Search for Dean McIlwaine brought us all together, now we are left mourning this dreadful loss
The sad death of the Newtownabbey man confronts us with some profound questions, writes Gail Walker
The sense of grief, sadness and despair was palpable. In shops and offices, people gathered to express their sorrow. On social media the news was disseminated quickly - and with dismay. On Saturday the discovery of a body at Cave Hill Country Park made clear there would be no happy ending to the story of Newtownabbey man Dean McIlwaine's disappearance. And we had so wanted one.
We had been moved by the distress and dignity of Dean's parents, Rodney and Karen, the determination of the extended family, the concern and energy of friends as they reacted to the news of the 22-year-old's disappearance on July 13.
As the days passed many shared appeals about Dean on social media, a poignant cry for any nugget of information rippling out across Northern Ireland and beyond.
Posters went up. Crowds gathered at City Hall to pick up leaflets to distribute around the city. Taxi firms offered free transport to the campaign. Stores donated food to those looking for Dean. People kept their eyes peeled. Hundreds volunteered on various searches. Some came from as far away as Cookstown. SDLP councillor Paul McCusker helped co-ordinate the search.
For 10 days many were united in concern for the young man, hoping against hope that the inexplicable would somehow be explained with no harm done - that Dean had taken a few days out to get over his grandfather's death or prepare himself for the opening of his new business. That he would be returned "safe and well" to his loved ones, as those PSNI appeals for missing people so often put it.
Now we are struggling to comprehend the nature of the tragedy. While we are awaiting the official post-mortem results, it would appear that the last few hours and minutes of Dean's life remain a mystery.
But, his heartbroken mother, reacting to the news of the discovery of her son's body, surmised that he may have been under some stress. "Dean had everything to live for - a new home, a new business and a girlfriend who loved him. But maybe he had been coming under pressure from all the changes that were happening in his life."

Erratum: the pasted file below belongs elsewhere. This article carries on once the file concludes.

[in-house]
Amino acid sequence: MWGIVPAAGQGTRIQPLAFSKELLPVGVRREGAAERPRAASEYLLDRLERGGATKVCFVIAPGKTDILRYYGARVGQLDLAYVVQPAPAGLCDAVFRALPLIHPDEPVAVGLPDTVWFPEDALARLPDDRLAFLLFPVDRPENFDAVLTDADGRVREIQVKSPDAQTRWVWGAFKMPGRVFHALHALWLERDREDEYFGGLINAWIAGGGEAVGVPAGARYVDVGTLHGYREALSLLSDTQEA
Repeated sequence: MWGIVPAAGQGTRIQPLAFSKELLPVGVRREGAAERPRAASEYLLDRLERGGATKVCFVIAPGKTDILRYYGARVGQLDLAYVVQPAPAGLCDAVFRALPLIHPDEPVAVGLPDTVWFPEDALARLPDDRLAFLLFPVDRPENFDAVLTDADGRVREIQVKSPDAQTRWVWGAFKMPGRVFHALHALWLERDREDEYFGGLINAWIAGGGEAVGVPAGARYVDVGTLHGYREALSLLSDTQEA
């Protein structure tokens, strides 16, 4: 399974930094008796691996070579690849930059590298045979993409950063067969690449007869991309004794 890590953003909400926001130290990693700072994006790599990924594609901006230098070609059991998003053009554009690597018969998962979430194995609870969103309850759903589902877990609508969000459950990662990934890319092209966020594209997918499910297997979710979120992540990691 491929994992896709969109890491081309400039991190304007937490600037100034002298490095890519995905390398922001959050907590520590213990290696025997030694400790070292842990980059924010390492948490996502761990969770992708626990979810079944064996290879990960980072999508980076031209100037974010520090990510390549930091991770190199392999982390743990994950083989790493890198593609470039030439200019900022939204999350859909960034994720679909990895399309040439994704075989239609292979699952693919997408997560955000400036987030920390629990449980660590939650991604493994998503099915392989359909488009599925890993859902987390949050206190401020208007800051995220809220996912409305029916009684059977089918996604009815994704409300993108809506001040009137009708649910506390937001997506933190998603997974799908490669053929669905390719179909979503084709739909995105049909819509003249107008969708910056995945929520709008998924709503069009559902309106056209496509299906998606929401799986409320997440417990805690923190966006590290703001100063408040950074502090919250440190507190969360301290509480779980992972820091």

It is a sad thought - especially when contrasted with those photographs of Dean that swept across the media and out into cyberspace. To all appearances here was a happy young man, open-faced, his life brimming with possibilities, on the cusp of everything, really. We see young men like Dean every day - the carefully trimmed stubble, the well-groomed hair, the earring, the fashionable clothes, the sense of self, a touch of brio.
Is it any surprise that we felt like we knew him? An ambitious young man about to open his own barber's shop and set up home with his girlfriend, Demi-jo. "He was the most talented wee barber ever," said his mum. "A lot of the Press people... told us that Dean had cut their hair. One of the police inspectors also said that he had done his hair as well. He was very popular with everyone."
The story of Dean McIlwaine confronts us with profound and - frankly - awful questions: who really knows the secrets of a person's heart? How can you tell what someone is feeling deep down inside? True, he was mourning his grandfather who had died on the Twelfth. But that same day he'd enjoyed watching the bands and held a barbecue at his home. Two weeks before that he'd relished the role of best man at his brother's wedding in Cyprus. He seemed resilient and very much embracing the world.